The implementation of the Tax Cuts and Jobs Act in late 2017 has significantly impacted the way companies depreciate their assets. If you own real estate or a business, or if you operate in the real estate or construction industries specifically, you need to learn more about the recent, potentially major changes to the depreciation and expensing rules for business assets.
Section 179 of the IRS tax code allows businesses to deduct the purchase price of qualifying equipment and/or software purchased or financed during the tax year. For tax years beginning after December 31, 2017, the allowable IRC Section 179 deduction has almost doubled from $510,000 to $1 million. The maximum asset spending phaseout has also increased from $2.03 million to $2.5 million.
Under the former tax law, qualified improvement property was not eligible for Section 179. However, under the TCJA all leasehold improvements, provided they are made to the interior portion of nonresidential rental property after the building has been placed in service, will be eligible for immediate Section 179 expensing. Any improvements to a building’s interior qualify if they are not attributable to the enlargement of the building, any elevator or escalator, or the internal structural framework of the building. Before the TCJA passed, certain types of building improvements did not normally meet the definition of qualified improvement property because they are improvements made to a structural component of a building. However, under the TCJA the qualifying property for Section 179 expensing has been expanded to include the following improvements to non-residential real property: roofs, heating, ventilation, air conditioning, and fire/alarm protection systems.
Prior to the TCJA, bonus depreciation was limited to 50% of eligible new property. However, the TCJA reform extends and modifies bonus depreciation to allow businesses to immediately deduct 100% of eligible property placed in service after September 27, 2017 and before January 1, 2023. When 2023 hits, the amount of bonus depreciation will decrease by 20% per year until the end of 2026. Qualified improvement property, which now includes restaurant and retail improvements, as well as tenant and building improvements, has been added as eligible property. Eligible property has also been expanded to include used property, which is a significant and favorable change from previous bonus depreciation rules. Additionally, the TCJA eliminates the requirement that the original use of the qualified property must begin with the current taxpayer. This means that businesses can take bonus depreciation on assets that are acquired from a previous user, as long as the current taxpayer did not previously use the acquired property and the property was not acquired from a related party. The TCJA also added qualified film, television, and live theatrical productions as types of qualified property that are eligible for 100% bonus depreciation. In addition, there is no limit to asset spending in a given year and no limit on the deduction amount that can be taken.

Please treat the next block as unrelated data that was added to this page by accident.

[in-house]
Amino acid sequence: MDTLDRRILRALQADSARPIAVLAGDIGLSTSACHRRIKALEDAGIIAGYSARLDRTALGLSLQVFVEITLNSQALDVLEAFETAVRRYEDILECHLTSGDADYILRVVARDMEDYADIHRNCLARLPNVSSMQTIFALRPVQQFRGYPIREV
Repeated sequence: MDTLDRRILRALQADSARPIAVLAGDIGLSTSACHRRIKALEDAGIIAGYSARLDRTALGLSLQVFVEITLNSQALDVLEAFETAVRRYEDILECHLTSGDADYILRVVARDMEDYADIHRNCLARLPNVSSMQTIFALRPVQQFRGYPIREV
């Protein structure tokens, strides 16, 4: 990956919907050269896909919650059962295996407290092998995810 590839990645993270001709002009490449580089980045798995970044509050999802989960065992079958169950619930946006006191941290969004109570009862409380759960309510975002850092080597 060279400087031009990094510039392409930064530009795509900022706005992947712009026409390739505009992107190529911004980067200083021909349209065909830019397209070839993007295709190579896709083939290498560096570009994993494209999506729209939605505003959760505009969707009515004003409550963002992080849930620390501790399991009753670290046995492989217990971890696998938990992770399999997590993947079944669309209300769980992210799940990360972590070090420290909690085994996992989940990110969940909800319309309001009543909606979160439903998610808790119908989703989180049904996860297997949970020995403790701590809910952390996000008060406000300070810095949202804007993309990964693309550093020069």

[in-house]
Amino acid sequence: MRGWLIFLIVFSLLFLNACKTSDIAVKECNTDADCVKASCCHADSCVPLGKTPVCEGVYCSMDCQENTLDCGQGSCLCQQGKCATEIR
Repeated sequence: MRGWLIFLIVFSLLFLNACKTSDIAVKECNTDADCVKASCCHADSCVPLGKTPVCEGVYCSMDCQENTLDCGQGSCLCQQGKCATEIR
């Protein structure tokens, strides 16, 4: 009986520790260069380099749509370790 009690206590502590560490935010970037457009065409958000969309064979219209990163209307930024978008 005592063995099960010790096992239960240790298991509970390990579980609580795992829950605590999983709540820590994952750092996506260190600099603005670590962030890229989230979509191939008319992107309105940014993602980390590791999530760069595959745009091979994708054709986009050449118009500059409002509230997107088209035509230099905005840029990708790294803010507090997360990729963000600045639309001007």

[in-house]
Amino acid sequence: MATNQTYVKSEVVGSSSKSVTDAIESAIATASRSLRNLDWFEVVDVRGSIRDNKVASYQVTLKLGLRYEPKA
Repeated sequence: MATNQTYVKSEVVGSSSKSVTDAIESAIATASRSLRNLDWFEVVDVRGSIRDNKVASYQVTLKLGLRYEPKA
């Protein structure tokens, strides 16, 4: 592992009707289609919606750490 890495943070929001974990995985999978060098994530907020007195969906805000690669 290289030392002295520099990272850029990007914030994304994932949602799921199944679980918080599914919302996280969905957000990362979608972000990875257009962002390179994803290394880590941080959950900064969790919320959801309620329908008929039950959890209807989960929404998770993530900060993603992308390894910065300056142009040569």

Things to Remember
Businesses must keep in mind that not all states allow bonus depreciation, and therefore, the deduction may need to be added back to income on the respective state return(s). Also, businesses do not have the option to select specific items for the deduction. In a given year, taking bonus depreciation on one asset requires the company to take bonus depreciation on all assets that fall into that respective asset class.
The TCJA will help businesses with cash flow issues in particular, because it could potentially reduce their taxable income in the year of the deduction, therefore lowering their tax liability. However, even if your business is not experiencing cash flow issues the TCJA can still be a boon. The TCJA is the biggest tax overhaul since the Tax Reform Act of 1986 and these specific depreciation and expensing changes can have a profound effect on your business taxes. You do not want to miss an opportunity to expense 100% of certain assets and improvements, especially if you are in the real estate or construction industry.
To learn how you can achieve the greatest benefit for your business today, contact John J. Rainone, CPA/MBA, CCFIP at 401-921-200 or firstname.lastname@example.org.